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Condominium Disclosure

For a resale residential Image of Condoscondominium purchase, under Section 76 of the Condominium Act, 1998, a condominium corporation is obligated to provide a Status Certificate to a person who requests one. The information contained in a Status Certificate is very comprehensive and it is important for a purchaser to request and review a Status Certificate prior to closing in order to have as much information as possible about their unit and the condominium. The Agreement of Purchase and Sale may be conditional upon the purchaser being satisfied with the contents of the Status Certificate.

For the purchase of a new residential condominium unit, under Section 72(2) of the Condominium Act, 1998, a purchase agreement for a new condominium is not binding on the purchaser until the current disclosure statement described in subsections 72(3)-(6) is delivered to the purchaser. The disclosure statement should give you all the information needed to decide whether or not to proceed with the transaction.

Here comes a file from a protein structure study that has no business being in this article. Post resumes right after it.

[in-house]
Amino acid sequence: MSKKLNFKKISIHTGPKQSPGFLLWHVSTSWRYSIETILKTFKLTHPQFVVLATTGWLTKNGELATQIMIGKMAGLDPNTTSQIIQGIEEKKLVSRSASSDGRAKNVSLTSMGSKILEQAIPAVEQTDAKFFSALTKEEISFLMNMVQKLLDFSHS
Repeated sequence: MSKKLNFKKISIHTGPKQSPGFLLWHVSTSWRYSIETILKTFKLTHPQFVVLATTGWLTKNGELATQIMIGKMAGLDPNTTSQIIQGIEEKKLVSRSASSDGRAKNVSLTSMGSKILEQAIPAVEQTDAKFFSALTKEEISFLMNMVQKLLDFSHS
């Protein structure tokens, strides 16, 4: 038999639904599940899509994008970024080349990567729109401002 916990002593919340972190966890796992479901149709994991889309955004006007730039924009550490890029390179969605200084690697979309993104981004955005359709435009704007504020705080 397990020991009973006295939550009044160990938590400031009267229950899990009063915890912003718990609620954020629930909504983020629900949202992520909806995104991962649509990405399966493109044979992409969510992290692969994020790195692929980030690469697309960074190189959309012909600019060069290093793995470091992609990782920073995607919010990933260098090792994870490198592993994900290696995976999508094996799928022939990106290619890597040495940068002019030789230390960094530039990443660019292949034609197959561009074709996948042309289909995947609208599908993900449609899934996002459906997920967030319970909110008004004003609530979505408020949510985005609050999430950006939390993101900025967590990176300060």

Under Section 73 of the Condominium Act, 1998, a purchaser can rescind the Agreement of Purchase and Sale within 10 days of receipt of a disclosure statement. The 10 day period commences on the later of the date of receipt by the purchaser of a disclosure statement and the date the Agreement of Purchase and Sale is fully executed.

If you are purchasing a condominium unit, you can discuss the condominium disclosure for your unit with a lawyer in the real estate team at Daniel & Partners LLP.

Post written by Robert Di Lallo, associate lawyer with Daniel & Partners LLP.